We have already seen how treacherous was the policy of the Azaña-Giral government. Yet it was to this government that the right wing socialists and Stalinists ceded all power!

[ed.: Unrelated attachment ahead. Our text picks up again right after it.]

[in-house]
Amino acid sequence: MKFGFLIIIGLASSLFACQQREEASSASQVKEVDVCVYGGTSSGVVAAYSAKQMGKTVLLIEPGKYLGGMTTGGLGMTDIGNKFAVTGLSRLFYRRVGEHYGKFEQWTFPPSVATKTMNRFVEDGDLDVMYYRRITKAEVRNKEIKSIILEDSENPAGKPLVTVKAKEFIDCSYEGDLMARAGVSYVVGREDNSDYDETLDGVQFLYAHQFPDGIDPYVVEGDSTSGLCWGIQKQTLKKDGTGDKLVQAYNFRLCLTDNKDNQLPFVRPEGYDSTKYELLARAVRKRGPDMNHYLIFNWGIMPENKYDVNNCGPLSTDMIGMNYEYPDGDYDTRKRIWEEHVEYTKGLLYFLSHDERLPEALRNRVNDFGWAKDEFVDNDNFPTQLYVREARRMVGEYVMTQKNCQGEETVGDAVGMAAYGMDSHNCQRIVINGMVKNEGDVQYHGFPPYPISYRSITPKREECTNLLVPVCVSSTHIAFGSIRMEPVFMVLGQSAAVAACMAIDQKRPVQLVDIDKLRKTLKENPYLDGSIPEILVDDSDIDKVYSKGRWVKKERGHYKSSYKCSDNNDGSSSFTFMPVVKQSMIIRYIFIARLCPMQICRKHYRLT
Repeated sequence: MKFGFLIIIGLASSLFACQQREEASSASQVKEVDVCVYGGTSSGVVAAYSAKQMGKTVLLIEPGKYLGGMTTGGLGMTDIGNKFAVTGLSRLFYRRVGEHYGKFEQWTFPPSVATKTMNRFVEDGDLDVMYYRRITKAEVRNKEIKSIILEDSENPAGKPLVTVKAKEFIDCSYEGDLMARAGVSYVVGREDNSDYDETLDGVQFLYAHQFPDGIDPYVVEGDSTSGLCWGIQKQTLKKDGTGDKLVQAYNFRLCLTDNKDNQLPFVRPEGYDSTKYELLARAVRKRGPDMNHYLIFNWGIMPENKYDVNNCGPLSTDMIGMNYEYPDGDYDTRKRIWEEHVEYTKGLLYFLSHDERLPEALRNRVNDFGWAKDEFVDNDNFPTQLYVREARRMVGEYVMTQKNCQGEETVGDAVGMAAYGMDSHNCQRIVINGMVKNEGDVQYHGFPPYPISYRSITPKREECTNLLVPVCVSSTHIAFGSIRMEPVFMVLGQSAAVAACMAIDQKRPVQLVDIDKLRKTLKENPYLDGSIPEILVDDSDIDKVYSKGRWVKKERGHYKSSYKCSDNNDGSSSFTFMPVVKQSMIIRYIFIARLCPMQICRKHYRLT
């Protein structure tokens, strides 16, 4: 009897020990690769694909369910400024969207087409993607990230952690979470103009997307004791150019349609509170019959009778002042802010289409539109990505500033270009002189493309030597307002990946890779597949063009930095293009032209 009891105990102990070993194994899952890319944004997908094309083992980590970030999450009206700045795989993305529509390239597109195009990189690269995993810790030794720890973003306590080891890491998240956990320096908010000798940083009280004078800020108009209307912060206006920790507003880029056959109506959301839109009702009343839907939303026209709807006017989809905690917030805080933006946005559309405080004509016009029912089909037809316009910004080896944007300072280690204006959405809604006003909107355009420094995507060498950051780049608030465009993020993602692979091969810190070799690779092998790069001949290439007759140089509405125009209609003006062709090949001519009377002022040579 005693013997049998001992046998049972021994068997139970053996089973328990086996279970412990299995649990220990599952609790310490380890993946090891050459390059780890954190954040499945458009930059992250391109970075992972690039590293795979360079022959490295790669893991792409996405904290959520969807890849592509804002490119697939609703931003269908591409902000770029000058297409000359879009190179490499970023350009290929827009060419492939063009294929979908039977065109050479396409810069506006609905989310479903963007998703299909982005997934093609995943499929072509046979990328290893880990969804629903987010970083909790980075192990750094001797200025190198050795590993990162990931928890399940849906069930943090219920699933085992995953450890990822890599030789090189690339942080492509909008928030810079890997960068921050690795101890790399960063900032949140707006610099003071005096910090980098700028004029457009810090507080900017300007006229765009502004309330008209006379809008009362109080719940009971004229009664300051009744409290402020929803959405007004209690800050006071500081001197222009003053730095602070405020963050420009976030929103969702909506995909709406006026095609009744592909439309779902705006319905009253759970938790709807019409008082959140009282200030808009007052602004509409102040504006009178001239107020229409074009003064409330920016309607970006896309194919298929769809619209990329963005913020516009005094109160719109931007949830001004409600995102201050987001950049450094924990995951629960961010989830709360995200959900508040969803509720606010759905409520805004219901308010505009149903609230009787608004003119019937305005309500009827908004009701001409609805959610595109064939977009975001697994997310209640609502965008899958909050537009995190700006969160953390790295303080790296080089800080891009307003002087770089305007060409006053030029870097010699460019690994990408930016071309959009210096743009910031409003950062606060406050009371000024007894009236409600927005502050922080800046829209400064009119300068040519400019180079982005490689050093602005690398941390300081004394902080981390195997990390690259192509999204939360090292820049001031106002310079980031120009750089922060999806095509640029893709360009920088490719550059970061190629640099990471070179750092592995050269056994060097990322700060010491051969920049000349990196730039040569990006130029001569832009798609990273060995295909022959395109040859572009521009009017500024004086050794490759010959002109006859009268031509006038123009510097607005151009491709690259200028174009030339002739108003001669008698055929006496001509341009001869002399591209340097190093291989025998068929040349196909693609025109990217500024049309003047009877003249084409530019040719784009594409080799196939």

There is not the slightest difference between the outlook of the bourgeoisie and these “leaders” of workers. The workers’ militia must limit its struggle to the defence of the republic, that is, to the maintenance of capitalism, to support the bourgeois government loyally, not to dream of socialism. The Stalinists issued a manifesto on August 18, wildly praised by the bourgeois press for good and sufficient reason: it does not include a single social demand! Not a word about seizure of the land, freedom for Morocco, workers’ control of production – nothing but abject loyalty to the bourgeoisie! Nor is this all. The Stalinists want no workers’ state even after the crushing of the counter-revolution: “It is absolutely false that the present workers’ movement has for its object the establishment of a proletarian dictatorship after the revolution has terminated,” declares the Stalinist chief, Hernandez, on August 10. “It cannot be said we have a social motive for our participation in the war. We Communists are the first to repudiate this supposition. We are motivated exclusively by a desire to defend the democratic republic.” Any property seized is purely as a temporary defence measure, declare the Spanish Stalinists. (Daily Worker, September 18). To realise how alien to Leninism is such craven nonsense, one has only to recall Lenin’s injunctions, in the midst of the Kornilov struggle, against any political support to the government, and his programme of fighting the counter-revolution by seizing the land and establishing workers’ control of production. Having recruited most of its following under People’s Front slogans since February, the Stalinist party can use them for the most shameless devotion to a bourgeois regime of which any proletarian party has ever been guilty.